MAKATI—A few days prior to the 5th Regional Comprehensive Economic Partnership (RCEP) ministerial meeting to be held in Manila this week, various civil society groups and social movements voiced out in a dialog with the Philippine trade officials their staunch opposition to the proposed free trade agreement.
“RCEP is not a partnership of equals. It is a ruse to perpetuate social and national inequalities in the region by further opening up the economy and human and natural resources of underdeveloped countries like the Philippines to monopoly control by advanced industrial countries and their corporations. We demand the Philippines’ withdrawal from the RCEP and similar free trade agreements as they imperil our national economic development, peoples’ rights, and sovereignty,” said Audrey de Jesus of Ibon Foundation.
“RCEP: anti-democratic, anti-people”
The civil society stakeholders’ engagement on RCEP organized by the Philippine Department of Trade and Industry (DTI) held on September 4 at the DTI Board of Investments Penthouse in Makati was intended to provide information on the country’s RCEP negotiating team’s priorities and updates on the progress of the talks. DTI Undersecretary Ceferino Rodolfo led the briefing followed by an open forum.
“Beyond dialog, we demand for greater transparency and public debate on RCEP. The veil of secrecy surrounding the negotiations makes it difficult for us to conduct independent analysis, engage policy makers, and inform our constituents who stand to be most affected by its outcomes”, according to Ivan Enrile of People Over Profit.
Public access to RCEP’s text and negotiation proceedings is even more imperative given the stakes involved and their potential impacts and consequences.
The controversial investor-state dispute settlement (ISDS) mechanism in RCEP, for instance, has been much criticized by civil society and people’s organizations as a way for transnational corporations to challenge government regulations and policy actions that they may deem to conflict with their expected future profits, and to claim taxpayers’ money.
“Experiences of other countries that have agreed to an ISDS clause in their free trade agreements and bilateral investment treaties have shown that an ISDS mechanism would embolden corporations to push back the historical gains achieved by the people through their collective action, such as minimum wage, security of tenure, 8-hour work, and the right to form unions”, according to Rochelle Porras of Ecumenical Institute for Labor Education and Research (EILER).
Responding to assurances made by Philippine trade officials to include mechanisms to prevent potential abuses of ISDS by corporations, Melona Daclan of Defend Job Philippines said that “ISDS, even with reforms, remains a tool for big business to threaten governments for exercising their right to regulate. The fact remains that these ISDS tribunals are available only for corporations to sue governments, and not vice versa.”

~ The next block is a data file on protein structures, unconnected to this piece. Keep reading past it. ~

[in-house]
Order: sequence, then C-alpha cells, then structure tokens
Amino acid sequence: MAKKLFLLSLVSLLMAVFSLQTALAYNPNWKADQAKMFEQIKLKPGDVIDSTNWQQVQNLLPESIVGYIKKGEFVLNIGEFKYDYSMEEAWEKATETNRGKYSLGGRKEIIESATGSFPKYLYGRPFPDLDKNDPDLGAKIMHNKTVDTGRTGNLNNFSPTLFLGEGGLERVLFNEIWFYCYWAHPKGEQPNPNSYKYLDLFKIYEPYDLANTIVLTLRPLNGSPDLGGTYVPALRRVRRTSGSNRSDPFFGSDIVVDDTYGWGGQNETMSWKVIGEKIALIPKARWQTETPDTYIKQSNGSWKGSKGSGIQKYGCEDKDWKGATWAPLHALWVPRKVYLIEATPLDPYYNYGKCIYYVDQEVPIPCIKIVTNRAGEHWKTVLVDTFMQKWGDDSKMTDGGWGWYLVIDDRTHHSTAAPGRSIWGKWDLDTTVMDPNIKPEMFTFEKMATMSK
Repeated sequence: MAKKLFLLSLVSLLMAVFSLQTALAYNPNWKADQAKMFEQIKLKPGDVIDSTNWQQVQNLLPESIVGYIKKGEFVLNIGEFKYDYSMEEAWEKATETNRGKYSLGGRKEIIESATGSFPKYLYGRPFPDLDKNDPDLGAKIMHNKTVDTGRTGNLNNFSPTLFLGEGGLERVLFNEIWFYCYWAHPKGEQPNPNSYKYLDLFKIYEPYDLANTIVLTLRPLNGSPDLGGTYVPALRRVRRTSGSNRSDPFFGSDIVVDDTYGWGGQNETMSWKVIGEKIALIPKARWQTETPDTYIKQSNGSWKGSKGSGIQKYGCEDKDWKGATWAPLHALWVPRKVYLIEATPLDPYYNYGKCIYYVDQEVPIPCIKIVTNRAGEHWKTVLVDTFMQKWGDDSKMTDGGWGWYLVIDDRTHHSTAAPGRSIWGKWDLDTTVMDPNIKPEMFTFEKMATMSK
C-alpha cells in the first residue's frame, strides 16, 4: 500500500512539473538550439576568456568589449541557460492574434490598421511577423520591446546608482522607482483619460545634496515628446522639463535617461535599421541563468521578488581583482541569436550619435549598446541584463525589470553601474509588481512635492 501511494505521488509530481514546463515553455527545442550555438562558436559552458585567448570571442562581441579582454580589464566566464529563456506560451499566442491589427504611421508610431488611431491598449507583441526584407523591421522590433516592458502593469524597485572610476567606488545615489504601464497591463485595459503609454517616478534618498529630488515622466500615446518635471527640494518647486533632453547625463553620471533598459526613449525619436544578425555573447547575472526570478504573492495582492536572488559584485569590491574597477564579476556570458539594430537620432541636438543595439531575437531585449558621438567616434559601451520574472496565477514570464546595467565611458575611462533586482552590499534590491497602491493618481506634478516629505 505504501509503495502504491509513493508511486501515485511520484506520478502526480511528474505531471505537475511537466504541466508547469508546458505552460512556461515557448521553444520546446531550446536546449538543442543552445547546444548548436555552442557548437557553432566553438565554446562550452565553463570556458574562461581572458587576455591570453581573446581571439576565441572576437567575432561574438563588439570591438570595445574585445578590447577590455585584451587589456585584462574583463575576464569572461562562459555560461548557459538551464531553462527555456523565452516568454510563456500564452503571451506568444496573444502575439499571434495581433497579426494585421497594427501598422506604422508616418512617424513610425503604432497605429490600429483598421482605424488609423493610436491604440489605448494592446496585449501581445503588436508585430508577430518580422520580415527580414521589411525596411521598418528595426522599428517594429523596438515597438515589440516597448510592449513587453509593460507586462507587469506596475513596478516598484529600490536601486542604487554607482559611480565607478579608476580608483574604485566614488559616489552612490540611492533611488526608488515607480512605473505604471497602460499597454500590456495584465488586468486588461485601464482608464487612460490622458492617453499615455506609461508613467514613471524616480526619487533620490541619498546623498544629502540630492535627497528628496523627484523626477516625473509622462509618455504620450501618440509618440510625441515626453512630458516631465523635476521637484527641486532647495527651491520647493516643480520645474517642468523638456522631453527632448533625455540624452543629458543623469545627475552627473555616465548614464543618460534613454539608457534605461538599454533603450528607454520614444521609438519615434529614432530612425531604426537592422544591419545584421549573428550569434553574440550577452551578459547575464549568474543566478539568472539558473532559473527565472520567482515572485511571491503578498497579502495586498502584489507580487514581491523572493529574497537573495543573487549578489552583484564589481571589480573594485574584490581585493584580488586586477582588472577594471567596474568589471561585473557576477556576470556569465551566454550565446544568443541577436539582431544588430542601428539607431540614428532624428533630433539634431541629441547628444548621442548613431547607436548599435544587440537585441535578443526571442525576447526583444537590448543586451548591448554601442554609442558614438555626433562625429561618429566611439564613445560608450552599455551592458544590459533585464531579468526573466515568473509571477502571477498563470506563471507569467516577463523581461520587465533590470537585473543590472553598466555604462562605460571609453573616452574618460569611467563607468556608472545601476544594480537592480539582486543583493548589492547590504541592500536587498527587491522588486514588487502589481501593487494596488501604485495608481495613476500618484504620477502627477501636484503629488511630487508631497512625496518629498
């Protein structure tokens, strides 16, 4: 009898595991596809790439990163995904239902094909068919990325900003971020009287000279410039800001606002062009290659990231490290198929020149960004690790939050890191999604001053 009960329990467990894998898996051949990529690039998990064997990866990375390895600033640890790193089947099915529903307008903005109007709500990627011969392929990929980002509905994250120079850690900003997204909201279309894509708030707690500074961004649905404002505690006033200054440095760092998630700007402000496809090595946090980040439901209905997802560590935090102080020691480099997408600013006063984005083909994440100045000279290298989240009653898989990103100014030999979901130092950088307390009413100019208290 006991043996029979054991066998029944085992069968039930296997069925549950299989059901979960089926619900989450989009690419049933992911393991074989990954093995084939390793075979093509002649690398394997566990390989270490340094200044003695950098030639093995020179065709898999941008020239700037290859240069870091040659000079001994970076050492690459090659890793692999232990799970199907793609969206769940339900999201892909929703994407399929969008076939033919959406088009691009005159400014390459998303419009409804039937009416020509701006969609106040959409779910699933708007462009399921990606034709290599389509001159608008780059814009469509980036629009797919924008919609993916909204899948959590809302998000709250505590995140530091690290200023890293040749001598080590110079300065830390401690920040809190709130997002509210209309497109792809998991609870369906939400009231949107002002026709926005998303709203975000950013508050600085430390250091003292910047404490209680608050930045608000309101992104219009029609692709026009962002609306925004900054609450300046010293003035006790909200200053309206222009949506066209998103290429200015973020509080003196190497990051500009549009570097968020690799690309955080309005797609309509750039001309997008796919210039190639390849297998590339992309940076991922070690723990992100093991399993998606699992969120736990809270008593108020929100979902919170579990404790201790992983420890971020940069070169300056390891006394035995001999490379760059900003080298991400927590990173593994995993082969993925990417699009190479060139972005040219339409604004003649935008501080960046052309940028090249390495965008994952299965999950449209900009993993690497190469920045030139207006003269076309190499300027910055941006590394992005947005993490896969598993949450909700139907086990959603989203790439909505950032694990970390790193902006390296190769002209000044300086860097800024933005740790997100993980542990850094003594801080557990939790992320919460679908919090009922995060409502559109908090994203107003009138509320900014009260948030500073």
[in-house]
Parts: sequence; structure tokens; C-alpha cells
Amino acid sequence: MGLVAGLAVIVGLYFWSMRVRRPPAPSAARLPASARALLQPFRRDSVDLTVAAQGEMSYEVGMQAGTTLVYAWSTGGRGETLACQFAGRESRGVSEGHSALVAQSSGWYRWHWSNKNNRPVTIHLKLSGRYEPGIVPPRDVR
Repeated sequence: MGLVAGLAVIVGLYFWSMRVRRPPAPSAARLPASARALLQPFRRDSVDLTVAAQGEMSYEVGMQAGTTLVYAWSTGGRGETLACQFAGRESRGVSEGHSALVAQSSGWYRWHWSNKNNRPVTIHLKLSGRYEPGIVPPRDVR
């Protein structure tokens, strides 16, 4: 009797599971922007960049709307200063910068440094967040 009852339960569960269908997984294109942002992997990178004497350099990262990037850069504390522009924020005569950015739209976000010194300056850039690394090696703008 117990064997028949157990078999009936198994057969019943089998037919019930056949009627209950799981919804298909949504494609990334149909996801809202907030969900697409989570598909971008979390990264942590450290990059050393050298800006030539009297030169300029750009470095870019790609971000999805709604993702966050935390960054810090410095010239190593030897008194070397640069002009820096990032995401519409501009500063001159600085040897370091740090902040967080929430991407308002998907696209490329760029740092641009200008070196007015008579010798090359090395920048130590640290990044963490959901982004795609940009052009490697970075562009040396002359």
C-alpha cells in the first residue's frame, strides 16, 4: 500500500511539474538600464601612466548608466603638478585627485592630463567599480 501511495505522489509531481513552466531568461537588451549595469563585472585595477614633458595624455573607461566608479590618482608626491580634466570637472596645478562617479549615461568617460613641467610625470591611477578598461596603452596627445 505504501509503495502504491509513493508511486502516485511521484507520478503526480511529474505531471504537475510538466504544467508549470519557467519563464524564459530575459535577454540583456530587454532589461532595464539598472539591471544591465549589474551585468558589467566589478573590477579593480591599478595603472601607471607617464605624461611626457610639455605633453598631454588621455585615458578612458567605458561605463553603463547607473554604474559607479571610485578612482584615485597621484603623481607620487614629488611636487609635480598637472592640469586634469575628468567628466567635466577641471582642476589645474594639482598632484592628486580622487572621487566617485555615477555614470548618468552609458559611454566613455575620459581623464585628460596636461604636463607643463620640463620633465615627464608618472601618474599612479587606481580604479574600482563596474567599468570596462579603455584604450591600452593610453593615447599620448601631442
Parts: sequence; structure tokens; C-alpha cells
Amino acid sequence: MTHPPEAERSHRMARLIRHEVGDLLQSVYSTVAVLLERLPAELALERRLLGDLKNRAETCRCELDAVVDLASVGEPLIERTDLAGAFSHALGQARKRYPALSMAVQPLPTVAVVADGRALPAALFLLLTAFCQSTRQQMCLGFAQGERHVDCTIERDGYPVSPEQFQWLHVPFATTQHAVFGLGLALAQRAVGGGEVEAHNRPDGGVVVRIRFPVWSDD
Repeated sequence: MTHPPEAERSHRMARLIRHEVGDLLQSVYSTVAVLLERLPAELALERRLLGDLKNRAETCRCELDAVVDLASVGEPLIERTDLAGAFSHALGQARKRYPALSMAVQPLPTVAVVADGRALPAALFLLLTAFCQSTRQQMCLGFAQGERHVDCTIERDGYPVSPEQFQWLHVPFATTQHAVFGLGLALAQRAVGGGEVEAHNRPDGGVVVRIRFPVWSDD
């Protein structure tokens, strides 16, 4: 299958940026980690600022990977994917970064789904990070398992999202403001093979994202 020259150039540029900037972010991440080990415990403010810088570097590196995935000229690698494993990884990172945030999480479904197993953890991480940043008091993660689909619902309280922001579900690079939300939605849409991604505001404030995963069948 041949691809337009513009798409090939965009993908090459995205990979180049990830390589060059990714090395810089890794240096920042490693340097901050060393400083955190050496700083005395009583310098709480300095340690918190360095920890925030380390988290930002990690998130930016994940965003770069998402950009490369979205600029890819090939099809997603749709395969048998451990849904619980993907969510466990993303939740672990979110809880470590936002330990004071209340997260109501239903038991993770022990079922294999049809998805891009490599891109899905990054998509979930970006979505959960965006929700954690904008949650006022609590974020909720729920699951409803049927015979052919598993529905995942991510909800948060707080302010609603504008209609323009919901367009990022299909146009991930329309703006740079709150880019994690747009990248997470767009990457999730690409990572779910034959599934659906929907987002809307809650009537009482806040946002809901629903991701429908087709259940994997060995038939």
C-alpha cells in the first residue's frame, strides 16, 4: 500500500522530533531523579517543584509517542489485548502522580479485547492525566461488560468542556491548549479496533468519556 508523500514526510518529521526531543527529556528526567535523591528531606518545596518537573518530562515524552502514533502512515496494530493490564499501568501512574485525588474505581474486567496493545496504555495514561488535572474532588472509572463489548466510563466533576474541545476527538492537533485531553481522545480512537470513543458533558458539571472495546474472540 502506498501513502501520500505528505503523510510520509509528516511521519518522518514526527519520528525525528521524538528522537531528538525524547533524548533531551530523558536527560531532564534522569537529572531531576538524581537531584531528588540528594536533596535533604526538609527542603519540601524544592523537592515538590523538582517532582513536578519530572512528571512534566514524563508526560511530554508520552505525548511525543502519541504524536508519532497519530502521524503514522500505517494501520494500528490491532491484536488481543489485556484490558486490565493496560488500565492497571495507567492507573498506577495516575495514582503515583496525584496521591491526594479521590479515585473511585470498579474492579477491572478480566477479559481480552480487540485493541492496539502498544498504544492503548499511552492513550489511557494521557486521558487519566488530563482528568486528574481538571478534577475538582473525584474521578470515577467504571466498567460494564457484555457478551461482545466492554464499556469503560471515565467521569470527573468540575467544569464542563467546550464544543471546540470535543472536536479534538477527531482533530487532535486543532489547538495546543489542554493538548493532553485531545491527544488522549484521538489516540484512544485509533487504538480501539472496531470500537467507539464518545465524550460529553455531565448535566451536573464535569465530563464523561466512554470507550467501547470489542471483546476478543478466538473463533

RCEP could have disastrous impacts on smallholder farmers and food producers, according to Antonio Flores of Kilusang Magbubukid ng Pilipinas (KMP).
“As a poor farmer myself, I have firsthand experienced of how liberalization has not only led to the loss of livelihoods, but breakdown of families and communities as well. We have fought against local land grabbers. With the rise of new free trade agreements, we have also been fighting against foreign investors from rich countries like China and South Korea who, in collaboration with the government, are snatching away vast tracts of our lands,” according to Flores.
Dr. Jojo Carabeo of Health Alliance for Democracy (HEAD) issued a stern warning against RCEP’s negative impacts to people’ right to health.
“Around 70 per cent of the domestic drug industry is dominated by transnational drug cartels. RCEP’s provisions on patent extension and data exclusivity will entrench Big Pharma’s control over the Philippine drug industry, weaken competition from generics, and make life saving medicines costly for the poor majority. The Philippines should eschew trade agreements that inflict harm on our people. Put health out of RCEP! Put health out of trade!” said Carabeo.
RCEP, according to Finesa Cosico of Agham, would forfeit the country’s prospect for national industrialization.
“RCEP will not bring genuine national development to the Philippines as it reinforces trade liberalization under the framework of the General Agreements on Tariffs and Trades. The Philippines experience with WTO saw little national industrial development but a continuous influx of foreign trade and investments with no support for building local strategic industries.” said Cosico.
Ana Celestial of Computer Professionals Union (CPU) raised red flags over RCEP’s far reaching impacts on digital freedom and innovation.
“RCEP provisions that seek to ease regulations protecting citizen as well as national data will have serious repercussions for privacy and security on different levels. Its foray into the digital domain will worsen the digital divide as provisions to protect intellectual property rights and trade liberalization in the telecommunications and digital sectors are incompatible with the goal reducing access costs to digital services and equipment,” she said.
Even as the Philippine trade negotiators gave indications of points of unities with civil society and people’s organizations on key issues, the groups remained firm in their rejection of RCEP.
“RCEP does not suddenly become palatable just because of some vague assurances on the demands of people’s organizations. The strong pro-corporate bias of RCEP remains even with superficial reforms and concessions,” said de Jesus.
They vowed to intensify their efforts to block the RCEP through persistent information campaigns and mass actions.
“It is only our collective action that will ensure the people’s victory against RCEP and other poisonous trade deals,” according to Enrile. #